Tens of thousands of people today who suffer cardiac arrest beyond the reach of an electronic defibrillator owe their lives to him.  A surgery intern, resident and fellow before joining the faculty, Jude had been observing the work of his fellow CPR pioneers, electrical engineers William Kouwenhoven and Guy Knickerbocker, as they perfected the development of a closed chest heart defibrillator and first applied it to a patient in 1957. In earlier experiments in dogs, Knickerbocker noticed that even before the defibrillator’s electric shock was applied to an animal’s arrested or irregularly beating heart, a slight rise in blood pressure occurred when the electrodes were pressed on the dog’s chest.  

Jude called this wonderfully “chance observation to a fertile young mind.” He immediately recognized that the discovery could be developed into a method for external cardiac massage – a means not only of restarting a stopped heart but keeping it beating long enough to sustain a patient’s survival until additional treatment could be provided.  

In 1958, both Jude and another Johns Hopkins surgeon, Henry Bahnson, were the first to successfully resuscitate patients with external cardiac massage.  Their work effectively ending a previously drastic measure used at Johns Hopkins of quickly cutting open a dying patient’s chest and cracking the sternum to rhythmically squeeze a faltering heart by hand.

What Is CPR

CPR is comprised of chest compressions, airway management and rescue breathing. To deliver high-quality CPR, you must begin high-quality chest compressions quickly, as these are considered the most important factor in giving the person a chance to recover. Compressing the chest circulates blood to the brain and the heart. High-quality chest compressions are delivered at a rate between 100 to 120 beats per minute and at a depth between 2 to 2.4 inches (5 to 6 cm).  

Because Hamlin was not responding, breathing or only gasping, CPR was administered. The medical team administered  30 compressions at a rate of 100 to 120 beats per minute and at a depth between 2 to 2.4 inches (5 to 6 cm).

Giving breaths during CPR can help maintain a supply of oxygen in the lungs. Oxygen, in turn, is circulated to the brain and to the vital organs by chest compressions and subsequent application of the automated external defibrillator  (AED).  Research studies have suggested that survival does not require mouth-to-mouth resuscitation, a technique first recommended for drowning victims by the Paris Academy of Science in 1740. Most patients whose hearts stop have enough oxygen in their blood to survive if blood can be pumped through their bodies and, especially, to their brain.  Now CPR is hands only.

How Important Is CPR

It is critically important to learn CPR. If a person is unresponsive and there is no breathing or pulse beat, they are going to die without it.  More important, it is highly unlikely you will make the situation worse.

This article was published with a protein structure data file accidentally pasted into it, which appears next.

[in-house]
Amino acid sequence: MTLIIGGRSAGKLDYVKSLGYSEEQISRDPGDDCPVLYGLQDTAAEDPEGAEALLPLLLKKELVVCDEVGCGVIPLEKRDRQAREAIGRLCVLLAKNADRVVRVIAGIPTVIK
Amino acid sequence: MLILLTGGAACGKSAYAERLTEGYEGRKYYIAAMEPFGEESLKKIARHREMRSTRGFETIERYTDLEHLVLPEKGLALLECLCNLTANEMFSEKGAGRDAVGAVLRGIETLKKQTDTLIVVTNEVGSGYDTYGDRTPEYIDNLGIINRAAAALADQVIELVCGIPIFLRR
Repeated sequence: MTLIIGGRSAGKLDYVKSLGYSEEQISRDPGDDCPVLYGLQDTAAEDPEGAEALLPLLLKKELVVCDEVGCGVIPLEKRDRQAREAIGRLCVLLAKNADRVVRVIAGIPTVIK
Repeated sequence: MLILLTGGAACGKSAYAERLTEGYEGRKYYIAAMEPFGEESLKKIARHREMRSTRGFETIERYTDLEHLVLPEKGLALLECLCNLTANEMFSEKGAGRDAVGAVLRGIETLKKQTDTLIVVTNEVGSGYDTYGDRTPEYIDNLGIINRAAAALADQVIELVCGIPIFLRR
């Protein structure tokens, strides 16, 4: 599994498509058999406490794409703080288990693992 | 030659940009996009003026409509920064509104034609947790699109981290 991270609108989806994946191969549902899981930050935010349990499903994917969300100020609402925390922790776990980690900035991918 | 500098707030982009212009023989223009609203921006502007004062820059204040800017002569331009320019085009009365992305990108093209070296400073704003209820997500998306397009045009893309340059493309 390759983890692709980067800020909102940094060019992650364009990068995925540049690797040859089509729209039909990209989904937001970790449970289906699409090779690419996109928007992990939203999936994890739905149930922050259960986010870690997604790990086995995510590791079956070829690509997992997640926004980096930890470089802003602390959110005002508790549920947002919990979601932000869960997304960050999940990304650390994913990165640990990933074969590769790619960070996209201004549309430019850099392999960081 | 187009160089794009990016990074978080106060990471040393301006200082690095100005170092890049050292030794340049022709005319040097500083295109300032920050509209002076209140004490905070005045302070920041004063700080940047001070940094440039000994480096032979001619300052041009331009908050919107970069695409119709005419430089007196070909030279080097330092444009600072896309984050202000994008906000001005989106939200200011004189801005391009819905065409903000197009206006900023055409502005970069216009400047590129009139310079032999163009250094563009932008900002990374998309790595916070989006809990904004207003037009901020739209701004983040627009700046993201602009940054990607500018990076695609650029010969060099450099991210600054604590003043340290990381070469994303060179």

There are good Samaritan laws in all 50 states that protect bystanders. And the federal Cardiac Arrest Survival Act, signed into law in 2000, provided civil immunity for users of AEDs.  When someone is unresponsive, consent to CPR is implied.

Final Thoughts

Cardiac arrest is not the same as a heart attack that occurs when blood flow in an artery feeding the heart is blocked.  Outside of a hospital, more than 300,000 people a year have a cardiac arrest, also known as sudden cardiac death. The survival rate for those who have cardiac arrests outside of hospitals and like Damar Hamlin, have bystander CPR, the rate is just 11.2%.

For the few like Hamlin who receive immediate defibrillation, survival rises to 41%. In addition, brain damage is likely if the person in cardiac arrest goes 4 to 6 minutes without CPR, and brain death occurs after just 10 minutes. Only 8% of cardiac arrest survivors emerge with a good neurological outcome. Hamlin appears to be one of the fortunate ones.

Max Sherman is a medical writer and pharmacist retired from the medical device industry.  His new book “Science Snippets” is available from Amazon and other book sellers. It contains a number of previously published columns.  He can be reached by email at  [email protected]

Have a news tip? Email [email protected] or Call/Text 360-922-3092

e-Edition


e-edition

Sign up


for our email newsletters

Weekly Top Stories

Sign up to get our top stories delivered to your inbox every Sunday

Daily Updates & Breaking News Alerts

Sign up to get our daily updates and breaking news alerts delivered to your inbox daily

Latest Stories


Public Occurrences 03.04.24
County Jail Bookings The following people were arrested and booked into the Kosciusko County Jail:

Blood + Sweat + Tears = A Warsaw Tigers Sectional Title
Blood, Sweat, and Tears – a band whose music was at its greatest popularity in the late 1960s and early 1970s – would have been a fitting form of halftime entertainment at Elkhart’s Hoosier basketball temple, North Side Gymnasium. The Warsaw Tigers boys’ basketball team captured its 41st sectional title in the program’s history at this hallowed Hoosier Hysteria venue, defeating the Penn Kingsmen 46-34 Saturday night in the IHSAA Class 4A Sectional 4 battle.

Offensive Woes Doom Valley In Title Game Loss To Glenn
Playing IHSAA 3A Sectional 18 on their home court, the Tippecanoe Valley boys basketball team looked to avenge last season’s postseason loss to John Glenn in the title game on Saturday night. The Vikings started slow, mounted a furious comeback in the fourth quarter, but were unable to come away victorious in a 35-30 loss.

Lancers Rout Marian, Will Host Championship On Tuesday
Grace’s men’s basketball team beat Marian in the Crossroads League Tournament for the third straight season on Saturday.

Bremen Man Arrested After Firearm Discharged At A Rochester School
ROCHESTER – A Bremen man was arrested on weapons and drug charges after he allegedly discharged a firearm during a wrestling tournament in Fulton County.